And here comes Coppola's latest, The Bling Ring, which a lot of people have remarked is a departure for her, but I still see and experience that ennui.  Only this time it seems even more focused and even more poignant somehow.  Based on the true story of a bunch of spoiled brats in Hollywood who break and enter into celebrity's homes (including Paris Hilton's and Lindsay Lohan's) in order to steal property and tweet about it, the movie has an elastic sense of itself, fun and silly and yet tightly wound, meticulously executed.  Coppola has come into her own in this one.  It's sumptuous and mean-spirited, hilarious and boisterous, but still it is full of that strange lovely emptiness that makes all of her movies echo out of themselves. 

Emma Watson plays one of the chief little bitches named Nicki Moore in a performance that resonates the way Nicole Kidman's did in To Die For.  The icy calculation and concentration it takes to transform her British accent into a California-rich-girl snarl makes the performance both arch and awkward, but also somehow innocent to the point that it seems Nicki is the only one here who understands how to survive:  you lie about it all when you're arrested.  Newcomer Israel Broussard is the stand-out, and the only male in the lead cast.  He plays a gay, shy introvert who takes to the gang of glamorous robber-vixens like a fish to water, only to discover he'll be the first, and possibly the only, one to drown.  Coppola locates the uber-ennui in Broussard's performance.  There are moments in his bedroom when he is going through his stash of stolen celebrity items that are blissful and scary enough to make the movie go tragic for a little while.  You see hope and happiness in his eyes as he dreams what these items mean, and as he slips on the red high heels he's stolen from Paris Hilton's house and walks around his room you feel you are there with him, not against him at all, seduced by his need to escape himself.  His sin is our sin:  we all want to be whatever it is we want to be, but we just don't know what it is yet.  So we keep stealing and dreaming. I felt a little Jean-Genet spark in Broussard's willingness not to be fey or twee, just desirous and  scared.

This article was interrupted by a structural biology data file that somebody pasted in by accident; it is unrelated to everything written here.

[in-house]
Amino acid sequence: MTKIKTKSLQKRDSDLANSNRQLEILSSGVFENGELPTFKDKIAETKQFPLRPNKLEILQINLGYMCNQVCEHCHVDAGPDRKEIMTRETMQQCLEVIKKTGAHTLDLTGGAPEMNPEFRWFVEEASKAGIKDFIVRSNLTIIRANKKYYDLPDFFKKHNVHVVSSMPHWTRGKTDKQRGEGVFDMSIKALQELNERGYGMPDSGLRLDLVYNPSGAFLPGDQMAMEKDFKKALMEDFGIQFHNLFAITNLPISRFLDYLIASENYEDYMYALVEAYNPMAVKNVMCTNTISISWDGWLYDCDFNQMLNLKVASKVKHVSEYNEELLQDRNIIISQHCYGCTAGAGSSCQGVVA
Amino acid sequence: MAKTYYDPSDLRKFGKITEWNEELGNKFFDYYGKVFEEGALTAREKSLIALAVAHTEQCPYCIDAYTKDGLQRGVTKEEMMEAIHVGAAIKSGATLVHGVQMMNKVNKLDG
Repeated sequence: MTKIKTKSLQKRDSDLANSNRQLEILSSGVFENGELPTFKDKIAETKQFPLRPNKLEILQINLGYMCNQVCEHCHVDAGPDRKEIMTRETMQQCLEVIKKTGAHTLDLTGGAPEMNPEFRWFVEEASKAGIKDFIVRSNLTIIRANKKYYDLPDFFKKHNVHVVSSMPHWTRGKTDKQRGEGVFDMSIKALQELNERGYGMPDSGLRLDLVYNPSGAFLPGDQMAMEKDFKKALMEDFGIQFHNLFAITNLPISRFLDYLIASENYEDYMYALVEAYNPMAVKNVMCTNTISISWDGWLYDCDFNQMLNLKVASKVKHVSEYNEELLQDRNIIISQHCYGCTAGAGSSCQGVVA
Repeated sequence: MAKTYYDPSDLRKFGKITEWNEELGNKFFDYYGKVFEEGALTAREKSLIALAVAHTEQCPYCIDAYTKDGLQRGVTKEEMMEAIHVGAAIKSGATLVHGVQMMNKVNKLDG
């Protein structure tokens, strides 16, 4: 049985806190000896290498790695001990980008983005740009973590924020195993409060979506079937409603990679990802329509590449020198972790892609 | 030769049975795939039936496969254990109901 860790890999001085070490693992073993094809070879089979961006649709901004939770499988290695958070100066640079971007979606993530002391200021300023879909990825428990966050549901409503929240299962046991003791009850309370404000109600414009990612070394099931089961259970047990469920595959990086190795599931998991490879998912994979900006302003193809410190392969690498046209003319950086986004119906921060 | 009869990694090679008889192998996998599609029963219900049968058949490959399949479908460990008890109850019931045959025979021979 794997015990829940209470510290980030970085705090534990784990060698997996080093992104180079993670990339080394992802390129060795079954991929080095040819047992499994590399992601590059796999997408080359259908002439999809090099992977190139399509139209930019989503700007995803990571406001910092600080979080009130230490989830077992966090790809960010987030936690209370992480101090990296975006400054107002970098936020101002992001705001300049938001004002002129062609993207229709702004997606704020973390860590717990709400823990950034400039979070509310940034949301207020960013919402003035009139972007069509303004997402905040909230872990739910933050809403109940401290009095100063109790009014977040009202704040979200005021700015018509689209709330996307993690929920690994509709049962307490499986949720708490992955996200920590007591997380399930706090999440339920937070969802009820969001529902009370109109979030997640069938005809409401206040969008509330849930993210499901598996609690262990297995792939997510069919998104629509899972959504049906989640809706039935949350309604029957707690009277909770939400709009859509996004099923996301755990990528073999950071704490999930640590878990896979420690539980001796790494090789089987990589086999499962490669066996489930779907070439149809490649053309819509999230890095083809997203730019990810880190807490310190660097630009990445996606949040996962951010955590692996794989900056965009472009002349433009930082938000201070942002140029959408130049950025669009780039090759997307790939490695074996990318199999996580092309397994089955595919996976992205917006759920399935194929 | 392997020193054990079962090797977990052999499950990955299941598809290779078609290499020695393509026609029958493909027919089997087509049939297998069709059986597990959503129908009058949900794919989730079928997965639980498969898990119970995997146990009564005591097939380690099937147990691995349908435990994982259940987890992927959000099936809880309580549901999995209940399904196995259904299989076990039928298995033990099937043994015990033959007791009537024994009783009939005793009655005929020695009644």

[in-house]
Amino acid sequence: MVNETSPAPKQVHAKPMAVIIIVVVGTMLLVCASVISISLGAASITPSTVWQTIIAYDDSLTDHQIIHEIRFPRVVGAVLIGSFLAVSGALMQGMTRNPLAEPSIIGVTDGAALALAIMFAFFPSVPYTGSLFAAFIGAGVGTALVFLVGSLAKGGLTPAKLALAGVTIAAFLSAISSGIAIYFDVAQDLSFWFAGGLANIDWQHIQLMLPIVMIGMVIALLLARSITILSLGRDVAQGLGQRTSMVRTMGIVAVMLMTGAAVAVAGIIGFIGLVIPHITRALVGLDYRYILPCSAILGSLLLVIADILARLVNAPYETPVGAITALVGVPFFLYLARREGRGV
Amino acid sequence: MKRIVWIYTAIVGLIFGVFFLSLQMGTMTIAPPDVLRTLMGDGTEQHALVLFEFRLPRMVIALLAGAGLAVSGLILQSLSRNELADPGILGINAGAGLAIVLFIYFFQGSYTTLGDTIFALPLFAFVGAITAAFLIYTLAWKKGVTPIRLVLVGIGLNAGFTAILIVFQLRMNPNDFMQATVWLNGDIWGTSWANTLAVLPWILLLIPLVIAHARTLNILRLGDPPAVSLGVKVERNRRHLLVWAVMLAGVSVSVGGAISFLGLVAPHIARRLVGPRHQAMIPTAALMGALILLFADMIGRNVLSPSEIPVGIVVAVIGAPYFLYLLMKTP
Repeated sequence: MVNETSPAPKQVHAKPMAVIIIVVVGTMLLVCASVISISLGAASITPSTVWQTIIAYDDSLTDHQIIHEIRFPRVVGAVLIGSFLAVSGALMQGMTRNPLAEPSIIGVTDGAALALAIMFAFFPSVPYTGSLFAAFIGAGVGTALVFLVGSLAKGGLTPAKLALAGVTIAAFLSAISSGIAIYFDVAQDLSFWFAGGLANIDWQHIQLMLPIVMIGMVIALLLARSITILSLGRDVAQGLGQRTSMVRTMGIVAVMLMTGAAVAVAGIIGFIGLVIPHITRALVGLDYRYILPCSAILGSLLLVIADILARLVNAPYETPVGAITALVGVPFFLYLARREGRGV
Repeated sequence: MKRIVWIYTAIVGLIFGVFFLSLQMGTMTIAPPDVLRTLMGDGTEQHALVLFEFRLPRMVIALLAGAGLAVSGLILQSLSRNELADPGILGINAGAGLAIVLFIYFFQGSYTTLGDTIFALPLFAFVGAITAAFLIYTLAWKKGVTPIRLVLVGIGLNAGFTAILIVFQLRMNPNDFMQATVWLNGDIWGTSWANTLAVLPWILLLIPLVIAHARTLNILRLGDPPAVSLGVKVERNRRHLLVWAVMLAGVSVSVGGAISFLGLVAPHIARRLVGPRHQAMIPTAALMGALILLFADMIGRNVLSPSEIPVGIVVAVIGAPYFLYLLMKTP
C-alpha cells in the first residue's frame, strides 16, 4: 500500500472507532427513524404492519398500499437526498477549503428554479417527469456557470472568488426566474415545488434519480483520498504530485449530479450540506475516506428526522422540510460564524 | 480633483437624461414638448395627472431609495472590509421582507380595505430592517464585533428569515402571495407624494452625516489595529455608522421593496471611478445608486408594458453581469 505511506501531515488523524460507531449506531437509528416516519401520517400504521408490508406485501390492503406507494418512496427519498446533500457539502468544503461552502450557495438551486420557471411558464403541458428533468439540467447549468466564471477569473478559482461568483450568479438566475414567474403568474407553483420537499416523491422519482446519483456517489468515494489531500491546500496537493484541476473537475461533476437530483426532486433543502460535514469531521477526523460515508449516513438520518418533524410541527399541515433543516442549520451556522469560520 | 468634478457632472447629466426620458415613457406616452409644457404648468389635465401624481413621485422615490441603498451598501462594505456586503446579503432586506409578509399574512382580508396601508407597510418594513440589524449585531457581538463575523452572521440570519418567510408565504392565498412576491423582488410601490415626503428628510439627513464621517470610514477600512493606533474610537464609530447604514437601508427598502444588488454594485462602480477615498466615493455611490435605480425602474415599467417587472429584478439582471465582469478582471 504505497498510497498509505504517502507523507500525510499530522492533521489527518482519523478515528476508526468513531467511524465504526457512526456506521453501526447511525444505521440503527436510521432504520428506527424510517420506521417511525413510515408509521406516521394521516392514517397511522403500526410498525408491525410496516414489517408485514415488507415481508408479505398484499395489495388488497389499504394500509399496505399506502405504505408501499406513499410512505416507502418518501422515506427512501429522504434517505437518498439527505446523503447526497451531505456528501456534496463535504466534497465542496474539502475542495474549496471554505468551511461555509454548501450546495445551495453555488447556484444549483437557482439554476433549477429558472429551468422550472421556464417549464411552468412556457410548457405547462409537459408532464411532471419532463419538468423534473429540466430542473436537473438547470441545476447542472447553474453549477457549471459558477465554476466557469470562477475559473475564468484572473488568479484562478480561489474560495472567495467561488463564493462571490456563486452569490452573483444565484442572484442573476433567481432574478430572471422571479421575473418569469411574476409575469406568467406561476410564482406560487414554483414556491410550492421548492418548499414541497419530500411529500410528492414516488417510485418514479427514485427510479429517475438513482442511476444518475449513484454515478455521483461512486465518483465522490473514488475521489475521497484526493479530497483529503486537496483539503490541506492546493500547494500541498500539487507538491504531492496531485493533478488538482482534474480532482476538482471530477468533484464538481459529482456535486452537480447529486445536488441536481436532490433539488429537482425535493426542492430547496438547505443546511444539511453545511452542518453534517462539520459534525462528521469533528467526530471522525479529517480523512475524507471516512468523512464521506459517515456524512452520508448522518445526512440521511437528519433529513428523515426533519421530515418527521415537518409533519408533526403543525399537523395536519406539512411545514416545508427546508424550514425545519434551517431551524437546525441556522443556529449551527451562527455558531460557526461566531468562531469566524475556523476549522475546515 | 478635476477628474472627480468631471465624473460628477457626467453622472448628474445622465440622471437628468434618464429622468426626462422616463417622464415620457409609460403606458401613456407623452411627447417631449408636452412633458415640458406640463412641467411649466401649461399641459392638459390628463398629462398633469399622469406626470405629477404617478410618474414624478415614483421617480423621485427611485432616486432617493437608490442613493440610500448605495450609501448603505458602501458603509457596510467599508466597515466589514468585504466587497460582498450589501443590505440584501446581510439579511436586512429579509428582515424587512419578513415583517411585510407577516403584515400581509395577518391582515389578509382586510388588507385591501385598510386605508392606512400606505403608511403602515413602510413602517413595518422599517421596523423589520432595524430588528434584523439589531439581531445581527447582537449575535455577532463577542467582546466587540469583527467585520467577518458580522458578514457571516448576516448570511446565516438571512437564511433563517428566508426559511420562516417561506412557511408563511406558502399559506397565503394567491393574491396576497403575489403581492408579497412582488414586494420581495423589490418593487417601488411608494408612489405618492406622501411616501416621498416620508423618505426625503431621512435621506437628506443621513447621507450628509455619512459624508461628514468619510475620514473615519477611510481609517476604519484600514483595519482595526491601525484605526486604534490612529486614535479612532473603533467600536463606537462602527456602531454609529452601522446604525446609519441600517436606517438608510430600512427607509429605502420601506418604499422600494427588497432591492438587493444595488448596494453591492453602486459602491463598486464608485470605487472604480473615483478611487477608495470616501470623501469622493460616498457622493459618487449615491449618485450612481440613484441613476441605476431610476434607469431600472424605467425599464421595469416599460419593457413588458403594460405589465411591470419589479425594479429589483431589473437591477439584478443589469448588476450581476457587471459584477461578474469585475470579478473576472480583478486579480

The Bling Ring is probably one of the best movies of the year.

Sunday, September 15, 2013

And You Don't Stop, Sure Shot

I had a total Sha-Na-Na moment this week, when we went to see Blondie at Riverbend Wednesday night.  When I was a kid Sha-Na-Na was a 50s nostalgia act that would not quit.  Fronted by Bowser, a greaser with a hyperbolic Brooklyn accent, Sha-Na-Na had their own show and were always appearing on Merv Griffin and the like, playing the hits of the 50s and allowing a whole generation, I guess, to reminisce about each other's experiences without really thinking too hard.  It was like kitsch with a big heart beating inside.